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US sanctions encourage McDonald’s to cook up Russian fries

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French fries at McDonald’s restaurants from Moscow to Murmansk will be Russian from now on, as U.S. sanctions have spurred on a shift by the American fast-food chain to use local potatoes.

McDonald’s Corp (MCD.N), which opened in Russia in 1990 as the Soviet Union collapsed, has turned to Russian ingredients for everything from Big Macs to chicken burgers.

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But till now it relied on frozen French fries from the Netherlands and Poland as Russian spuds weren’t quite right.

 “There was no potato which would suit us in terms of quality – color, taste, size – these are all the details that are important for us,” Khamzat Khasbulatov, chairman of McDonald’s Russia, told Reuters.
 
But swings in the oil price and sanctions by the United States and other Western nations – imposed over Moscow’s annexation of Crimea and other rows – have hit the rouble and led to trade restrictions, causing a headache for any business in Russia that imports or exports goods.
“The rouble’s volatility was one of the major components of our interest in localization,” Khasbulatov said.

Now a new plant near Lipetsk, a city 450 km (280 miles) south of Moscow, using potatoes grown on local farms will supply frozen fries to the chain of 651 outlets across Russia under a long-term contract, raising the share of the chain’s locally sourced products to 98 percent.

“This gives us the possibility to continue our development in a more stable way,” the chairman said. “It minimizes the risks connected to customs and administrative decisions, and guarantees stable, predictable prices in roubles.”

The plant, worth 8.7 billion roubles, was built jointly by Russian agricultural group Belaya Dacha and the Netherlands-based Lamb Weston Meijer, both long-time partners of McDonald’s.

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The factory has capacity to process 200,000 tonnes of potatoes a year, washing, cutting and freezing the vegetables.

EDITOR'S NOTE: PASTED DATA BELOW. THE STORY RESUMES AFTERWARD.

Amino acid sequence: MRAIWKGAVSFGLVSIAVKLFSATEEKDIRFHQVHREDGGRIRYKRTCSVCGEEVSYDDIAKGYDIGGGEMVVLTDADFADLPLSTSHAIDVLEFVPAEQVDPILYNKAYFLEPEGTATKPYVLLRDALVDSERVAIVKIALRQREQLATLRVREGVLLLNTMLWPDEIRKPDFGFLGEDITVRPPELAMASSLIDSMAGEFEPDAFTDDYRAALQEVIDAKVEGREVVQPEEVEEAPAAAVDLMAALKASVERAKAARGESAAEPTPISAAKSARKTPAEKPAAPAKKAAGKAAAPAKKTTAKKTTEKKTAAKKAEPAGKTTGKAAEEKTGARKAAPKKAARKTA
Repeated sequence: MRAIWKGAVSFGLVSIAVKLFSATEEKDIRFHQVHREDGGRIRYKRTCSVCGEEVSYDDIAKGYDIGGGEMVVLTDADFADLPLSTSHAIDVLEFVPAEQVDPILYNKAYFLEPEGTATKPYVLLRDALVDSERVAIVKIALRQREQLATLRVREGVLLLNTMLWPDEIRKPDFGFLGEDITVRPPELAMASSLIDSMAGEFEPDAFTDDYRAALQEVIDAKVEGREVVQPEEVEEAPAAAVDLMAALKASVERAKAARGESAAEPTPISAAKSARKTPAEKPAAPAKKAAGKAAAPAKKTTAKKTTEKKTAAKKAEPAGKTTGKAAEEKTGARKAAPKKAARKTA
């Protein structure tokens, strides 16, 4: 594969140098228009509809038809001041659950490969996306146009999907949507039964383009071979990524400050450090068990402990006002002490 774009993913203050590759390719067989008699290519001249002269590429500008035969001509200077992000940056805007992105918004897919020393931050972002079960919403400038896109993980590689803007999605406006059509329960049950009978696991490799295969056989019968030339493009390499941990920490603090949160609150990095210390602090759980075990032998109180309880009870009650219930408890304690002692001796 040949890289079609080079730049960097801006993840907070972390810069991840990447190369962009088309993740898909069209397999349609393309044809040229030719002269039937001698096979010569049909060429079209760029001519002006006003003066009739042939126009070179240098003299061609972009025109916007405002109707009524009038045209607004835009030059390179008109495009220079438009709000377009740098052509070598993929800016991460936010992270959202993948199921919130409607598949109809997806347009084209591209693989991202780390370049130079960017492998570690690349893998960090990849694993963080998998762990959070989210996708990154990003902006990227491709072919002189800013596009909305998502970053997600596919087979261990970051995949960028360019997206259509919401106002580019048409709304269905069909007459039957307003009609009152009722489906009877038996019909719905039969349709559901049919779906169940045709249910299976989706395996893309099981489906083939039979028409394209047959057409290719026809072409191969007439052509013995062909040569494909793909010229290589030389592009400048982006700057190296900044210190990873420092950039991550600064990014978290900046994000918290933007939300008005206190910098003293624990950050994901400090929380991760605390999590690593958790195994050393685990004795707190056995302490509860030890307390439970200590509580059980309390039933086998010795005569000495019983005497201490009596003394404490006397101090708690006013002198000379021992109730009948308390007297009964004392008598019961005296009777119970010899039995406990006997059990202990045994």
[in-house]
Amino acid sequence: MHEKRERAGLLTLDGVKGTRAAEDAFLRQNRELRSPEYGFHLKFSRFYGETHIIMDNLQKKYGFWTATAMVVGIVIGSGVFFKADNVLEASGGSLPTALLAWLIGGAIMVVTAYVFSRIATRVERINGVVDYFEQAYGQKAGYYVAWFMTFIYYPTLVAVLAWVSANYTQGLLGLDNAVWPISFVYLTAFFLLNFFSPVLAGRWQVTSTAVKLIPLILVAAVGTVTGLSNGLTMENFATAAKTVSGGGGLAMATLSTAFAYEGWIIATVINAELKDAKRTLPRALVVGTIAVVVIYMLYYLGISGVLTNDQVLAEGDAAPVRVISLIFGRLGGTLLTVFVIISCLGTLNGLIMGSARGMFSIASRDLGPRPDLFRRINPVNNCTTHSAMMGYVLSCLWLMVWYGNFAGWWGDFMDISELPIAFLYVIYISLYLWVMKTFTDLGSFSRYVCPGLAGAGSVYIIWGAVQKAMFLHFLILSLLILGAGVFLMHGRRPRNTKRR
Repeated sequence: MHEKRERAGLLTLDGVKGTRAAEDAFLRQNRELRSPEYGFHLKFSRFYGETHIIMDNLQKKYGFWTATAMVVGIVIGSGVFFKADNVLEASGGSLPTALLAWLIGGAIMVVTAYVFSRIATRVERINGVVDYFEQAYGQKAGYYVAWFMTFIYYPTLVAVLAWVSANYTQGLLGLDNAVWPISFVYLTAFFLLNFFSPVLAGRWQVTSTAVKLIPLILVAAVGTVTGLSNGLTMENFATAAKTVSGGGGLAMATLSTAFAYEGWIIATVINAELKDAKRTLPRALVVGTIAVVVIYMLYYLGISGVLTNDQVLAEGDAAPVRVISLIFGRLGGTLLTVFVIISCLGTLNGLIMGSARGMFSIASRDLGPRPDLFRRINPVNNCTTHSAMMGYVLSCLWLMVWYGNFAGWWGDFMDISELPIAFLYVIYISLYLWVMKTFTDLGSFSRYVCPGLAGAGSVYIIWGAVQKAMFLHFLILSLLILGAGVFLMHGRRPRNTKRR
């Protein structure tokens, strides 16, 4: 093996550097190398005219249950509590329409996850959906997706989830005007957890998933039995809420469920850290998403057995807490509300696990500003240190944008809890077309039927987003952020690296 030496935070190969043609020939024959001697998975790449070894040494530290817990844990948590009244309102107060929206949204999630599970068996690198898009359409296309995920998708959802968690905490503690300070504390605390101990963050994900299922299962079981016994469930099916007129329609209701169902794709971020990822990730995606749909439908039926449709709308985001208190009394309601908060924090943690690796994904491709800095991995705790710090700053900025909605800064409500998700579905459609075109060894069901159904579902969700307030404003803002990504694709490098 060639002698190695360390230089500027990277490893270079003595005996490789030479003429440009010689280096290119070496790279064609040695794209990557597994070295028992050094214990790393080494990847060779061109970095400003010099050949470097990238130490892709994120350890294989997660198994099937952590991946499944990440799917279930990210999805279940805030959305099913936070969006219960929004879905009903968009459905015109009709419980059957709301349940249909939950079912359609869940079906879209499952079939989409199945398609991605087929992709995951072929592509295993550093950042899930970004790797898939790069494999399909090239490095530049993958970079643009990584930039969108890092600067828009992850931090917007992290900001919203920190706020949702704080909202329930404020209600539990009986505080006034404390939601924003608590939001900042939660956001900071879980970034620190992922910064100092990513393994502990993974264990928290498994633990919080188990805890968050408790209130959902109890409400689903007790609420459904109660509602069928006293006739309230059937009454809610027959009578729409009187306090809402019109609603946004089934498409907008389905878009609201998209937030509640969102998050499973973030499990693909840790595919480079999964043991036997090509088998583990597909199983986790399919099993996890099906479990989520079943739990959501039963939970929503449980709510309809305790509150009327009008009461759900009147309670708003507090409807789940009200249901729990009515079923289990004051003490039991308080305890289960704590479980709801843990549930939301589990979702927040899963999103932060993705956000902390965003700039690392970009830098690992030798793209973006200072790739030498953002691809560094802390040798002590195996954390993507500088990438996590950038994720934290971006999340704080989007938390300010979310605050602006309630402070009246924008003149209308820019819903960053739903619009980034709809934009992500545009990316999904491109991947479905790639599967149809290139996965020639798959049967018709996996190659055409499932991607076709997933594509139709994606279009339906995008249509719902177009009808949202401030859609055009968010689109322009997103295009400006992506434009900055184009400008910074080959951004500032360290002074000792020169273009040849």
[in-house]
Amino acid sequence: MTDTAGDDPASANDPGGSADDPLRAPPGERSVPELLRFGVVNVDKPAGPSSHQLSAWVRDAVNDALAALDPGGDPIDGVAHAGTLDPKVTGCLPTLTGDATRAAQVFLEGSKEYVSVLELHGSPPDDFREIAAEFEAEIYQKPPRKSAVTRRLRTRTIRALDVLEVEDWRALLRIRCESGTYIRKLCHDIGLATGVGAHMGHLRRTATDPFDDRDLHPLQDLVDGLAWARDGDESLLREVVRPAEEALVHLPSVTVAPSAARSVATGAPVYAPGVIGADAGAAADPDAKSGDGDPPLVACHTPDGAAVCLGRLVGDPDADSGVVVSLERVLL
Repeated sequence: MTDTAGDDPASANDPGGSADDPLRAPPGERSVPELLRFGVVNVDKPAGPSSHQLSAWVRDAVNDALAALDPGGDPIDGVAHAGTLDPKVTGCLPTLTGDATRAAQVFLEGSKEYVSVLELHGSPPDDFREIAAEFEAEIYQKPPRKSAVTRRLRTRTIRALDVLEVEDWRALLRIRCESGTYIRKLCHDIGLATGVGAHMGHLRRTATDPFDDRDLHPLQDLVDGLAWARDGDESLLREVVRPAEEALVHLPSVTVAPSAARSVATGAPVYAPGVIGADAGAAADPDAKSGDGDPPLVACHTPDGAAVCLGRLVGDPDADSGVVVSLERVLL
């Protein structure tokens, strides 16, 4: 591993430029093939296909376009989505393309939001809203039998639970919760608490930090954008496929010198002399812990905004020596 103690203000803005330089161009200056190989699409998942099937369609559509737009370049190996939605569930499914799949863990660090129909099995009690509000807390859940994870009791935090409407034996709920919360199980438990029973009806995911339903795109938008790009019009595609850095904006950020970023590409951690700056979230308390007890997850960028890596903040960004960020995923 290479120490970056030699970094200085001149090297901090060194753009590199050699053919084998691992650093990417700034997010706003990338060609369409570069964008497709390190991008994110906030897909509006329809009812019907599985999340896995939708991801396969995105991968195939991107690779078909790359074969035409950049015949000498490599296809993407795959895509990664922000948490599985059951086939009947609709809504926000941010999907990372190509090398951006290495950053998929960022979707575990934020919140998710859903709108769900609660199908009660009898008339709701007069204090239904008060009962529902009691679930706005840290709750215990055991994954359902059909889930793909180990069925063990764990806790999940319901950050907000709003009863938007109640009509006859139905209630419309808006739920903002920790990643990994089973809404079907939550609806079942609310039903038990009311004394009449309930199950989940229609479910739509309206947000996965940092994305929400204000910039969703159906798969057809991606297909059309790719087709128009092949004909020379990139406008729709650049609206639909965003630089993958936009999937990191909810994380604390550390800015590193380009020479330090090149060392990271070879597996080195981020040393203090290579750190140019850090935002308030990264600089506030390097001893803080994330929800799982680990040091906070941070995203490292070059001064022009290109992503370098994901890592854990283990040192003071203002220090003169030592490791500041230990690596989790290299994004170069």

The rouble has recovered some ground as the price of oil, a major revenue earner for Russia, has risen from a low in 2016. But Western trade restrictions remain in place.

Russia’s response to punitive measures has included a 2014 ban on a range of Western food imports.

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“Sanctions as well as counter sanctions not only affect our company but the whole industry and the economy,” said Khasbulatov, whose firm has 50,000 Russian employees and more than 160 domestic suppliers.

 
“But in any case we continue our development, continue to build new restaurants and modernize existing ones,” he said, adding that firm opened 41 restaurants in Russia in 2017.

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Editing by Edmund Blair


Report typos and corrections to: [email protected].
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2020 Election

‘Disaster and disgrace’: Regretful Trump voter disgusted by his handling of COVID-19 and race relations

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Joe Biden has opened a four-point lead over President Donald Trump in Ohio, which the Republican won by twice that margin four years ago.

A survey conducted by Your Voice Ohio found the Democratic candidate leading Trump by 46-42, and Biden seems to be peeling off some of the president's past supporters in the state, reported the Columbus Dispatch.

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White House suddenly orders ‘mandatory’ COVID-19 testing for presidential staff

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White House employees will now be subject to mandatory testing for COVID-19, an official said on Monday.

In a statement to CNN's Jim Acosta, the unnamed White House official said that staffers working near President Donald Trump would be forced to undergo randomized testing.

"As part of our ongoing efforts to protect the health and safety of the entire White House Complex, randomized testing of Executive Office of the President staff, which has been ongoing for several months, will become mandatory rather than voluntary," the official said.

White House employees reportedly received an email Monday morning with a stern warning.

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Thais ‘cast a spell’ for democracy in Harry Potter-theme protest

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Dozens of mostly young Thais wearing striped "Harry Potter" scarves rallied Monday against the government, vowing to "cast a spell" for democracy as the nascent movement grows increasingly bold in targeting the powerful elite.

For more than two weeks, young Thais across the country have held near daily protests at universities and town halls to denounce the military-aligned government of Prime Minister Prayut Chan-O-Cha.

Some have also waded into sensitive territory in recent weeks by holding up placards opposing Thailand's lese majeste law, one of the world's harshest.

It shields the monarchy and its super-rich King Maha Vajiralongkorn from criticism, making open scrutiny of the monarch virtually impossible.

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